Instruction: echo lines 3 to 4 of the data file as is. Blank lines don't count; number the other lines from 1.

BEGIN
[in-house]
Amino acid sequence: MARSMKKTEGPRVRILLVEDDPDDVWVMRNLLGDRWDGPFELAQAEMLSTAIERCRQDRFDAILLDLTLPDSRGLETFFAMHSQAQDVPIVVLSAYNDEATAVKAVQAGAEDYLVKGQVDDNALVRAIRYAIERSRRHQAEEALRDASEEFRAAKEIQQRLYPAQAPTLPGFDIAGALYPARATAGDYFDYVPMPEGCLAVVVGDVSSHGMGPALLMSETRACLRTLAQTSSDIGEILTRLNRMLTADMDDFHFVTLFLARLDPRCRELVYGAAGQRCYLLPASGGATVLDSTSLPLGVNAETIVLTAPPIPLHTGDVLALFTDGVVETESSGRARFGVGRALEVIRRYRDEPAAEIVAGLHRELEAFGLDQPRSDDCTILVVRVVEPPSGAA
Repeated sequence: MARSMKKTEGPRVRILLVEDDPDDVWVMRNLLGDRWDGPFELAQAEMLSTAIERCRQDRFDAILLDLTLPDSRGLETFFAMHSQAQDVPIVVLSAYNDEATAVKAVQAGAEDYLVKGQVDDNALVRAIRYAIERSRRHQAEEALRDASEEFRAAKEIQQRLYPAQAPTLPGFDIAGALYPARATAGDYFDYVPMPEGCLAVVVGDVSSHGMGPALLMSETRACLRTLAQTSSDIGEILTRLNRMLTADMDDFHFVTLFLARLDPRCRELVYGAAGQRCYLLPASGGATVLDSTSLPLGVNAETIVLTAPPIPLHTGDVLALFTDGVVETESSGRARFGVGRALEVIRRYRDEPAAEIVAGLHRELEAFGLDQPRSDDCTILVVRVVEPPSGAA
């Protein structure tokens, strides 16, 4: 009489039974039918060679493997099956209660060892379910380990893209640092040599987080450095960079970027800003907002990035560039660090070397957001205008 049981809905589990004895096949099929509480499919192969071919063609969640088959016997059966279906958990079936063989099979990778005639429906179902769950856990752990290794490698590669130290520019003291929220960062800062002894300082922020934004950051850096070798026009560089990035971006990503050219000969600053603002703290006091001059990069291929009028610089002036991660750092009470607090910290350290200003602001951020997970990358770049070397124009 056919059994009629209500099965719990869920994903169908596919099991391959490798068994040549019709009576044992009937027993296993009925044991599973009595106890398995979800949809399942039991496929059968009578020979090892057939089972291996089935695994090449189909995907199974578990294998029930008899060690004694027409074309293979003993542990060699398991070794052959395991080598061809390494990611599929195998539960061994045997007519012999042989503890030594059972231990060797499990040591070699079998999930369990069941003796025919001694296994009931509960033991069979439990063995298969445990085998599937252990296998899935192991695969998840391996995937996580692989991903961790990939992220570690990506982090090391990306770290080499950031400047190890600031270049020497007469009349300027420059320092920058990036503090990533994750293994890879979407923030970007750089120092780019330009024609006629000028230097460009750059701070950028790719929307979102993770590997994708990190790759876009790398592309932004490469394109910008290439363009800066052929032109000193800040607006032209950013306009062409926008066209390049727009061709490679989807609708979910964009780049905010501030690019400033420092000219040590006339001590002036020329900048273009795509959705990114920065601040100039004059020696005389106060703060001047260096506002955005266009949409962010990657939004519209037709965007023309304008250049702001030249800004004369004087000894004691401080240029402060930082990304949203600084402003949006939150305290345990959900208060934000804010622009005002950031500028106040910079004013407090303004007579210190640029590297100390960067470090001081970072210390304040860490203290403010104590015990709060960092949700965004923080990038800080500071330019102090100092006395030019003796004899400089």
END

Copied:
Repeated sequence: MARSMKKTEGPRVRILLVEDDPDDVWVMRNLLGDRWDGPFELAQAEMLSTAIERCRQDRFDAILLDLTLPDSRGLETFFAMHSQAQDVPIVVLSAYNDEATAVKAVQAGAEDYLVKGQVDDNALVRAIRYAIERSRRHQAEEALRDASEEFRAAKEIQQRLYPAQAPTLPGFDIAGALYPARATAGDYFDYVPMPEGCLAVVVGDVSSHGMGPALLMSETRACLRTLAQTSSDIGEILTRLNRMLTADMDDFHFVTLFLARLDPRCRELVYGAAGQRCYLLPASGGATVLDSTSLPLGVNAETIVLTAPPIPLHTGDVLALFTDGVVETESSGRARFGVGRALEVIRRYRDEPAAEIVAGLHRELEAFGLDQPRSDDCTILVVRVVEPPSGAA
């Protein structure tokens, strides 16, 4: 009489039974039918060679493997099956209660060892379910380990893209640092040599987080450095960079970027800003907002990035560039660090070397957001205008 049981809905589990004895096949099929509480499919192969071919063609969640088959016997059966279906958990079936063989099979990778005639429906179902769950856990752990290794490698590669130290520019003291929220960062800062002894300082922020934004950051850096070798026009560089990035971006990503050219000969600053603002703290006091001059990069291929009028610089002036991660750092009470607090910290350290200003602001951020997970990358770049070397124009 056919059994009629209500099965719990869920994903169908596919099991391959490798068994040549019709009576044992009937027993296993009925044991599973009595106890398995979800949809399942039991496929059968009578020979090892057939089972291996089935695994090449189909995907199974578990294998029930008899060690004694027409074309293979003993542990060699398991070794052959395991080598061809390494990611599929195998539960061994045997007519012999042989503890030594059972231990060797499990040591070699079998999930369990069941003796025919001694296994009931509960033991069979439990063995298969445990085998599937252990296998899935192991695969998840391996995937996580692989991903961790990939992220570690990506982090090391990306770290080499950031400047190890600031270049020497007469009349300027420059320092920058990036503090990533994750293994890879979407923030970007750089120092780019330009024609006629000028230097460009750059701070950028790719929307979102993770590997994708990190790759876009790398592309932004490469394109910008290439363009800066052929032109000193800040607006032209950013306009062409926008066209390049727009061709490679989807609708979910964009780049905010501030690019400033420092000219040590006339001590002036020329900048273009795509959705990114920065601040100039004059020696005389106060703060001047260096506002955005266009949409962010990657939004519209037709965007023309304008250049702001030249800004004369004087000894004691401080240029402060930082990304949203600084402003949006939150305290345990959900208060934000804010622009005002950031500028106040910079004013407090303004007579210190640029590297100390960067470090001081970072210390304040860490203290403010104590015990709060960092949700965004923080990038800080500071330019102090100092006395030019003796004899400089």